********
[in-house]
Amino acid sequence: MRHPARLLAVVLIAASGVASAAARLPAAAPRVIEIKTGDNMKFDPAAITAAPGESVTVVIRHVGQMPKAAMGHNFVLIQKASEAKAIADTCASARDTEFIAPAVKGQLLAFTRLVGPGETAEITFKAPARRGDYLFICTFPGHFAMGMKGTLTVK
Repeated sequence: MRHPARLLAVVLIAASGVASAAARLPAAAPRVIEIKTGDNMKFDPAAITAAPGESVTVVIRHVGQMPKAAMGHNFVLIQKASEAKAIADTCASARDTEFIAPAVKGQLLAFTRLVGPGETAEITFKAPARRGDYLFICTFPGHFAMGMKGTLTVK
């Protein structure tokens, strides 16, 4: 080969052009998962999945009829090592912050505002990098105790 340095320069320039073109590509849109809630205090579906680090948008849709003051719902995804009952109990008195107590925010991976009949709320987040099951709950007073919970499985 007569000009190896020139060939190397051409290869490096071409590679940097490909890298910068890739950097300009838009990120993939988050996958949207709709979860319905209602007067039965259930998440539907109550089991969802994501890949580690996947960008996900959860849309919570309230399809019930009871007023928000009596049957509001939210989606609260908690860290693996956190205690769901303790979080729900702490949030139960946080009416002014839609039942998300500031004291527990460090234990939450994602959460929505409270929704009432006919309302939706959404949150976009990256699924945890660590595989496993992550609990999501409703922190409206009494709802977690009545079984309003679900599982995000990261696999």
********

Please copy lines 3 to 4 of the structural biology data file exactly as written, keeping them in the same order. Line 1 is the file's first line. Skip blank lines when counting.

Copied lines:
Repeated sequence: MRHPARLLAVVLIAASGVASAAARLPAAAPRVIEIKTGDNMKFDPAAITAAPGESVTVVIRHVGQMPKAAMGHNFVLIQKASEAKAIADTCASARDTEFIAPAVKGQLLAFTRLVGPGETAEITFKAPARRGDYLFICTFPGHFAMGMKGTLTVK
């Protein structure tokens, strides 16, 4: 080969052009998962999945009829090592912050505002990098105790 340095320069320039073109590509849109809630205090579906680090948008849709003051719902995804009952109990008195107590925010991976009949709320987040099951709950007073919970499985 007569000009190896020139060939190397051409290869490096071409590679940097490909890298910068890739950097300009838009990120993939988050996958949207709709979860319905209602007067039965259930998440539907109550089991969802994501890949580690996947960008996900959860849309919570309230399809019930009871007023928000009596049957509001939210989606609260908690860290693996956190205690769901303790979080729900702490949030139960946080009416002014839609039942998300500031004291527990460090234990939450994602959460929505409270929704009432006919309302939706959404949150976009990256699924945890660590595989496993992550609990999501409703922190409206009494709802977690009545079984309003679900599982995000990261696999």